Uses of force increase in youth prisons

Guards in Ohio’s youth prisons more often resorted to force to control their young charges last year, according to a new state report.
Associated Press
May 2, 2014
The report released this week shows use-of-force episodes in Ohio’s juvenile facilities increased 11 percent last year, to an average of six per offender.

Overall there were 2,733 incidents of force recorded in 2013, more than a third at the Circleville Juvenile Correctional Facility, where the most serious juvenile offenders are housed. An average of nine uses of force per offender occurred at Circleville last year for a total of 1,033, according to The Columbus Dispatch.

The statistics were released by the Correctional Institution Inspection Committee, a legislative-branch watchdog for state criminal justice programs.

Force is used primarily when responding to acts of violence, which are committed by about 15 percent of the total number of juvenile inmates, youth Services spokeswoman Frances Russ said in a statement.

Youth Services authorities said force may be used in “exceptional circumstances.” It allows corrections officers to use physical force and restraints when juvenile offenders are violent, resisting institution rules or creating a disturbance.

The state report said there were 2,437 incidents in which mechanical restraints such as cuffs and straps were used to incapacitate juveniles, for a total of 871 hours. That represented a sharp increase in the number of incidents but a reduction in the total hours in restraints at Ohio Department of Youth Services facilities compared with 2012.

Use of force rose at three of four juvenile facilities last year. The exception was the Scioto Juvenile Correctional Facility in Delaware, which is closing.

Comments

Tru Grit

For the average person who see's a article like this I can imagine their first thought might be, "oh my god what are they doing to these kids." As a employee of the state and a proud juvenile corrections officer who works at Indian River located in Massillon, OH let me give a better perspective then just numbers. This includes all three currently opened facilities too. The vast majority of "use of force" is brought on by gang related incidents. These include youth on youth assault and youth on staff assault. While DYS numbers have went down in population from the past years we are seeing a different type of youth. These youths don't have any sense of caring for their own self let alone anyone else's. Violence is the only answer to many of them and no matter what type of counseling or treatment they get, they don't want to change. Another aspect people need to understand is these are Ohio's most violent and serious offenders under the age of 18 and a small percent range from 18-21. If you look at the number of assaults they have went up as well. We don't just restrain Johnny biscuit because he is refusing do comply with staff direction, that is never the case many many things come before "use of force" it is and always will be used as a last resort. The public needs to understand though if a kid is refusing to return to his cell, or causing a disruption eventually that youth has to be moved, unfortunately sometimes by physical means. DYS has a exceptional use of force and managing youth resistance training and is one of the best in the country. Take it from someone who deals with these kids daily, the last things we want to do is go hands on but sometimes we have too and that's the reality when working with young adults to have murdered, assaulted, raped, molested, kidnapped, robbed, held hostage, you name it. These kids are committing adult crimes. Words can't always get through to the youths we deal with. If anyone has any question please feel free to ask. One last thing, many advocates don't understand what it's like to live the day to day life of a JCO, numbers are numbers and experiences are experiences. Some one looks at a paper and says "oh use of force went up, their doing something wrong" that's not the case. Gang violence is the leading cause of use of force and that's a fact. DYS needs to do a better job of handling the gang activity and that's a fact.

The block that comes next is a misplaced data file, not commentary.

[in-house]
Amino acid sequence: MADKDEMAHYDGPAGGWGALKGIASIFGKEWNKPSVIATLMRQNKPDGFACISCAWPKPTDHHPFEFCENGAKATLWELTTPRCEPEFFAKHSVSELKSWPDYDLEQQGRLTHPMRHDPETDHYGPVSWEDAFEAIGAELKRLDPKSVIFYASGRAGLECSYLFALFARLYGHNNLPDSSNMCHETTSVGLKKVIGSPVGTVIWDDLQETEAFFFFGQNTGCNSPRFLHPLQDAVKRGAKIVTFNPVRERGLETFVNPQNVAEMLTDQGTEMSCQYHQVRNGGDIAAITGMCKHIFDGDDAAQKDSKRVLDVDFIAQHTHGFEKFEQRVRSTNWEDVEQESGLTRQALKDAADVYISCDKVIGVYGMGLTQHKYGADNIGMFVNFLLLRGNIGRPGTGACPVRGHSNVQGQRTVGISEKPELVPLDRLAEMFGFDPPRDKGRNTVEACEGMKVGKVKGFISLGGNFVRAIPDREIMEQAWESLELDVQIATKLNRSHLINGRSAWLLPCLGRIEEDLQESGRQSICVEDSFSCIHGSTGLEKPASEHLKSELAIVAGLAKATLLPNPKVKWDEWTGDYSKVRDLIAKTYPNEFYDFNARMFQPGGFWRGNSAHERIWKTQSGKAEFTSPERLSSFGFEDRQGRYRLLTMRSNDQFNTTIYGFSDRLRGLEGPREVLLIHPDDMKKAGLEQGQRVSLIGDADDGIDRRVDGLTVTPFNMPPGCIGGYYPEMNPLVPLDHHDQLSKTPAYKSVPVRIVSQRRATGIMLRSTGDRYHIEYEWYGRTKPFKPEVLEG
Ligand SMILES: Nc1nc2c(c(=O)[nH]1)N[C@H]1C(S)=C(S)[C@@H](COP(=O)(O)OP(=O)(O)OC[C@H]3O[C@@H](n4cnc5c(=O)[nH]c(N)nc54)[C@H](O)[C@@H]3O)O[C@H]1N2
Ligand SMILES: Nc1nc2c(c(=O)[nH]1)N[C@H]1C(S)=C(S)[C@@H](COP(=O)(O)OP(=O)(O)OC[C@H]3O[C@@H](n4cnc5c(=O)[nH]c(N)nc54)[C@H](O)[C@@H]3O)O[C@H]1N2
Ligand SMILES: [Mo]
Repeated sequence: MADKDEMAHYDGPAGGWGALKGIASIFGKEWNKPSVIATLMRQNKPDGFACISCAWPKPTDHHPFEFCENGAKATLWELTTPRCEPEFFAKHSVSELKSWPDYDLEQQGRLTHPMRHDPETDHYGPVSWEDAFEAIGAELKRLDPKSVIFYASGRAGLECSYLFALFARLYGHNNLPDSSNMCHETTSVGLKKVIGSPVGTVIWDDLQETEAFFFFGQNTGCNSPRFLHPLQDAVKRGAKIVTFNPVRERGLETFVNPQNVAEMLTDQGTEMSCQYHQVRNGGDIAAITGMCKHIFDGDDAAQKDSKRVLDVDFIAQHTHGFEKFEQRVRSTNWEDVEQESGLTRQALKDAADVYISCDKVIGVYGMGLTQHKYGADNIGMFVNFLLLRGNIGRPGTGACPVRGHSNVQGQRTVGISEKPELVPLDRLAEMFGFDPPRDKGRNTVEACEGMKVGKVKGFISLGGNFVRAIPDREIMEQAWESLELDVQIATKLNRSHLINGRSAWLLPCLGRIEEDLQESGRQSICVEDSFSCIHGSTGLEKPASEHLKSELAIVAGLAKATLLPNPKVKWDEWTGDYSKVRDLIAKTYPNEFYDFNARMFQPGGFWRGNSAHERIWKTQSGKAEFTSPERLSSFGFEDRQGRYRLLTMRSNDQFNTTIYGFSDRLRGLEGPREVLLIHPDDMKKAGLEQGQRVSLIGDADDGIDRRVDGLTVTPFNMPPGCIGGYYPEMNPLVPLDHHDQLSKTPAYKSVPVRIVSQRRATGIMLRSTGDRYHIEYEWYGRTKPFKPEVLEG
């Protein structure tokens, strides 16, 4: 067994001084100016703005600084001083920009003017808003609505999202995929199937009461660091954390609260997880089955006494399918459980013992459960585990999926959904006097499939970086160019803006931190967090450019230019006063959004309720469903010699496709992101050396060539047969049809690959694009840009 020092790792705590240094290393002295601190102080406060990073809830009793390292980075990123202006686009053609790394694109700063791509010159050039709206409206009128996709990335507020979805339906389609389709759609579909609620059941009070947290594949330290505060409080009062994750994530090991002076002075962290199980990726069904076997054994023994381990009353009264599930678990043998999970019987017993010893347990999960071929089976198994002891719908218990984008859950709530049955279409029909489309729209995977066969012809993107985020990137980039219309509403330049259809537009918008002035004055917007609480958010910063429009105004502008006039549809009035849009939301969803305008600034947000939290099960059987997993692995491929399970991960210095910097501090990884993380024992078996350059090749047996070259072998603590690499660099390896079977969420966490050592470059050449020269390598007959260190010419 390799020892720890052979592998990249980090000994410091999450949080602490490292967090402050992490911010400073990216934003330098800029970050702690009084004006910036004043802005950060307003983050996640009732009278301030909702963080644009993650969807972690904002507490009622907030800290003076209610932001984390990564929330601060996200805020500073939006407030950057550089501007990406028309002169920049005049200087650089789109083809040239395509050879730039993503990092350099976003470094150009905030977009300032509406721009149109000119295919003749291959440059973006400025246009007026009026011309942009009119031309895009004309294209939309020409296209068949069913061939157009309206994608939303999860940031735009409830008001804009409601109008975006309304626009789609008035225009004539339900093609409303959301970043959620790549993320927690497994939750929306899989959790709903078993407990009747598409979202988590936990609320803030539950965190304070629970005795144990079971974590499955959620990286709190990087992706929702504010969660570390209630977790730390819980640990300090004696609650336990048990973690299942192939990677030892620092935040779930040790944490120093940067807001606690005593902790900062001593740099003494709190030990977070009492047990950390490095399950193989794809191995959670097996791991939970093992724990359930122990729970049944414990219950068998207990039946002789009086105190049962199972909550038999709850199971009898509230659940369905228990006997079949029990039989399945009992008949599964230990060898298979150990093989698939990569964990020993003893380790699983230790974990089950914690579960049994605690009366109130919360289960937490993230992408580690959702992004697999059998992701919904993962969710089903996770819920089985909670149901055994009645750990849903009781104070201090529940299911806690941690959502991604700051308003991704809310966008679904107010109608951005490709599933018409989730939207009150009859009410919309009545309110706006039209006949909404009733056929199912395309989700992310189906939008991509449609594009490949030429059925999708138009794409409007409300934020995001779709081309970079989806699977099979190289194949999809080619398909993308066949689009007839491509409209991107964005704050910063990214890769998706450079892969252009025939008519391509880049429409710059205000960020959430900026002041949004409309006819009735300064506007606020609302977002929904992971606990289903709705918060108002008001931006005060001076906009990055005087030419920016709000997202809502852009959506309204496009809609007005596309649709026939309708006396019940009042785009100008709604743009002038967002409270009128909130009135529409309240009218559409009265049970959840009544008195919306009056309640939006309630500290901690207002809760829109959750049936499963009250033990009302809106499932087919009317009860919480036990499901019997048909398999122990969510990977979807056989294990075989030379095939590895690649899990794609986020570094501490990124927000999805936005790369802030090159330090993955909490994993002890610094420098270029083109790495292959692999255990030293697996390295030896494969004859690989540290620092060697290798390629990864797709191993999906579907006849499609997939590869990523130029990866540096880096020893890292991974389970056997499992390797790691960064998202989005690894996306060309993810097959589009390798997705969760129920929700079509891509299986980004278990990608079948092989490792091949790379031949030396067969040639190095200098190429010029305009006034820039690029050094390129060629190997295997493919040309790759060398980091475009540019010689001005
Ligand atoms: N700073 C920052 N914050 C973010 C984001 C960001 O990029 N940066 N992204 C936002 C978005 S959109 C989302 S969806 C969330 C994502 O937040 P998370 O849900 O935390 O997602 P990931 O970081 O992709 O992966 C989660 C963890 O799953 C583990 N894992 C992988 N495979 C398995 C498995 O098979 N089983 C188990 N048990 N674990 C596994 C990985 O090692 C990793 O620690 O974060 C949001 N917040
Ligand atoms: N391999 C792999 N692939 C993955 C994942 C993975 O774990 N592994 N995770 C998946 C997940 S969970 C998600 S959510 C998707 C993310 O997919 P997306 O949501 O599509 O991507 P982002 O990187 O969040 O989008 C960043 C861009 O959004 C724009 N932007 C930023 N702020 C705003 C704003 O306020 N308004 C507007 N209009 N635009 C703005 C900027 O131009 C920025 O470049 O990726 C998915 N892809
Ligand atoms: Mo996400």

The Hero Zone's picture
The Hero Zone

Thank you for the perspective.

ohioengineer

Thank you for your perspective and insight. Also, thank you for your service in what has to be a very difficult job.

I also have a question for the Register: what do your reporters do? Obviously the above story was pulled off the AP website and reprinted without a thought, other than perhaps adding the provocative headline. It would appear that with a couple of phone calls a reporter could have added some depth to this story, just as Tru Grit has done.

YoMamma

As a reader I say lock down 24/7 that would solve most problems!

Tru Grit

Yo momma Scioto use to have a 23 and 1 but advocates said it was Inhumane to lock down kids for that much time. The seclusion hours are being cut down dramatically so a youth might assault another youth or staff and only we locked down in his cell for 24 hours, compared to the 72 hours they use to do. Or of changes are occurring that doesn't sit we'll with a lot of Staff.